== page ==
The moment I moved to Utah I wanted to rock climb. Growing up I was always a timid, shy kid. The thought of going downhill too fast on my bike, climbing a tree, or buying a pair of Heelies would make my knees weak. I don’t like this part of me.
Driving into Utah for the first time as a teenager, I saw something. The mountains. Yes, I’ve seen the mountains before, but I’ve never seen them. The moment I entered the shadow of these pillow-topped giants, I was speechless, overwhelmed by a feeling of insignificance. The intimidation, the delicate edges, the brutal cracks burying themselves in the limestone. It was a religious experience for me.
I researched rock climbing for way longer than I should’ve. I watched all the documentaries I could find. I saw Alex Honnold defying death by climbing El Capitan without ropes in Free Solo and Tommy Caldwell being a real-life Spider-Man in The Dawn Wall. I worshipped these guys. I identified with them the most. They were lanky, nerdy guys who fell in love with the mountains and defied all odds to become the best at what they did. I wanted to be like them. There was one problem. I was deathly afraid of falling.
I watched those documentaries for about two years before I chalked up for the first time. I can’t even take credit for taking the first step. It was during the fall of my senior year in high school. My friend JJ had been climbing for a few months prior, and one day on our walk out to the parking lot, he asked me if I wanted to go climbing at our local gym. I winced a little. I can’t do that. I’m terrified of heights. What if I get hurt? After a long pause I gave a hesitant yes.
We pulled up to the grey and green temple that was Elevation Rock Gym. My heart was pounding. My hands were clammy. My knees were wobbly. I somehow managed to stumble inside. I was watching myself in third person. I wasn’t in control. I was on autopilot. Somehow, I managed to make my way over to the front desk, pay for my day pass, and pick out my rental gear. It was all a blur.
Before I knew it, I had on my ill-fitting rental harness and shoes and stood in front of the easiest route in the gym. The neon green plastic holds were in the shapes of dinosaurs and zoo animals. After JJ ran me through how to tie a figure eight knot into my harness, he setup his belay device and clipped the rope in. I stepped towards the wall, grabbed the closest t-rex, and started climbing. I moved at a snail’s pace. Every movement was deliberate and thought out. I made it a little over halfway up the wall when I made my first mistake.
I looked down.
My hands immediately started to get sweaty. Before I had a chance to dip my hand in the chalk bag at my hip, I slipped. I let out a loud yelp and leaned back, expecting the worst. To my surprise, and embarrassment, I stayed put. The rope attached to me was completely taught. JJ hadn’t given me any slack, I hardly moved.
It took a few minutes for me to recover, but I managed to reach inside and pulled out the courage to complete the route. I then completed another, and another, and another. I climbed that day until my muscles begged me to stop and the skin on my fingers was nonexistent. I was immediately hooked. This was my kind of extreme sport. It was slow and calculated. I was in complete control. It was just me, and the rock (or in this case, plastic).
After a few months training in the gym, I was leaner, my fingers were stronger, and I wasn’t as scared of falling as I used to be. It was time for the ultimate test. I was going to challenge myself outside on real rock. At that point I’d already done some easy routes to practice. Luckily, my house was five minutes from Logan Canyon, a beautiful canyon filled with one of the most legendary climbing routes in the United States, the 5.14b monster, Super Tweak. I wasn’t quite prepared for that one yet, but just a little farther down the canyon was something more my speed.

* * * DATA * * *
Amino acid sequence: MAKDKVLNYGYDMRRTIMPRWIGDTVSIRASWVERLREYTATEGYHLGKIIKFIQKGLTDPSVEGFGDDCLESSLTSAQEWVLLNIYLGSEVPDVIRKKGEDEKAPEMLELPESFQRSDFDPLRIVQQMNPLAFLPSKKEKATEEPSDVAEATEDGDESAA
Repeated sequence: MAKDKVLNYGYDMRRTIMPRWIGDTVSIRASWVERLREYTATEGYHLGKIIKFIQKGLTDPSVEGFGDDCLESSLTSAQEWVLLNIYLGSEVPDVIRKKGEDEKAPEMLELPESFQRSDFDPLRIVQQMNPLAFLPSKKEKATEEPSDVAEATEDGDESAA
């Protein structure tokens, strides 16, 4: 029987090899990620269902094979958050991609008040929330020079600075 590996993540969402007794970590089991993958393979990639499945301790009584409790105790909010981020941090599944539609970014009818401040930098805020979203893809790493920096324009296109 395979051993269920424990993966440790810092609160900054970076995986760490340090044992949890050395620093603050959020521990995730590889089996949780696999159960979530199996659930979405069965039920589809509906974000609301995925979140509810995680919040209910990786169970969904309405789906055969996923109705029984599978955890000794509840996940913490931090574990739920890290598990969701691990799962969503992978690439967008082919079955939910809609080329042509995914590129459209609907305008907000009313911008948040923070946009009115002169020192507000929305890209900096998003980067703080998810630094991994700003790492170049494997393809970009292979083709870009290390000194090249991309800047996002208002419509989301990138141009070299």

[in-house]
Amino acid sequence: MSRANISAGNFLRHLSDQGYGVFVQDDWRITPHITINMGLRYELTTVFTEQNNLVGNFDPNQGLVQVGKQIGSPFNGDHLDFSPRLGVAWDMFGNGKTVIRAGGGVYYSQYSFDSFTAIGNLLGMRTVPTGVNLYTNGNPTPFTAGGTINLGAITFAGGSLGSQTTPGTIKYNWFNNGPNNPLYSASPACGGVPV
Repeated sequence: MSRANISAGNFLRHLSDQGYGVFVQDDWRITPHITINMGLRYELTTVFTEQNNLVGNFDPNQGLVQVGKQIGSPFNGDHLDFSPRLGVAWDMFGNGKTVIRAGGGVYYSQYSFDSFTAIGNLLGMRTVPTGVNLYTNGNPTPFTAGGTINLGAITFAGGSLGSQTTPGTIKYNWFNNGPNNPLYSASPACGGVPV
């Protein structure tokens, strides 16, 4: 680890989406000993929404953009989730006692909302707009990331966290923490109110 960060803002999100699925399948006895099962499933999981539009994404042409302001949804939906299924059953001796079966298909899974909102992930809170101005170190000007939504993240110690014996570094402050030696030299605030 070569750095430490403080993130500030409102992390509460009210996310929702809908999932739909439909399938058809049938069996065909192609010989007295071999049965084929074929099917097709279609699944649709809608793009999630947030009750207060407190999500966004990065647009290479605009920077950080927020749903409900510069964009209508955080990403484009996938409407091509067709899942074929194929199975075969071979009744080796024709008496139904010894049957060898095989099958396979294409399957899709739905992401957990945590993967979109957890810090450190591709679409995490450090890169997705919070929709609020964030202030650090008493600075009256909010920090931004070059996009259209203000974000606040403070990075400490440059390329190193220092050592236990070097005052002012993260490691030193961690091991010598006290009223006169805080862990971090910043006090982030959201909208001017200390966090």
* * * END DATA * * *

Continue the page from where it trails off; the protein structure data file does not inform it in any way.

This route was graded a 5.9+ in difficulty, which was about equal to the 5.11 grade I was starting to climb in the gym. The nerves had never completely gone away, but I’d managed to keep them at bay. Walking up to this new wall was like my first time climbing all over again. Eighty feet of sheer limestone stood above me. Despite the pool of sweat starting to build on my forehead, I took a few deep breaths and started climbing. The first third was the easiest part, full of large cracks I could follow and lots of place to put my feet. No problem. Then the color of the rock changed from a slick ash to a light, almost paper grey. This is where it started to get a bit tricky. The footholds shrunk to dimes, and the hand holds to crimps. They key here was very delicate footwork and precise body weight positioning. It took a while, but it wasn’t too bad.
The last third of the wall required power. This was what I struggled with most. Raw strength. I managed to use my height to my advantage, placing my feet extremely far apart and pushing off far dimples in the rock. I was maybe four moves away from the finish when I hit the crux, the hardest move. I had to wedge both my hands into a crack on a slight overhang, readjust my feet, take one hand out of the crack, and push off to the final edge. I can do this. I told myself. I can do this. I’m so close.
I wedged my hands in the crack, readjusted my feet, took one hand out… and slipped. My other hand popped out, leaving skin and blood in its trail. My heartbeat was in my ears, and my stomach in my throat.
I was in free fall.
It must’ve been only a few seconds, but it felt like minutes. I jerked to a stop. My head whipped around. I had fallen roughly thirty feet. Thank the heavens for ropes. I was back in the middle of the route, and to my surprise, I wasn’t dead.
I took a few shaky breaths, dipped my hand in my chalk bag, said a quick prayer, and started up again.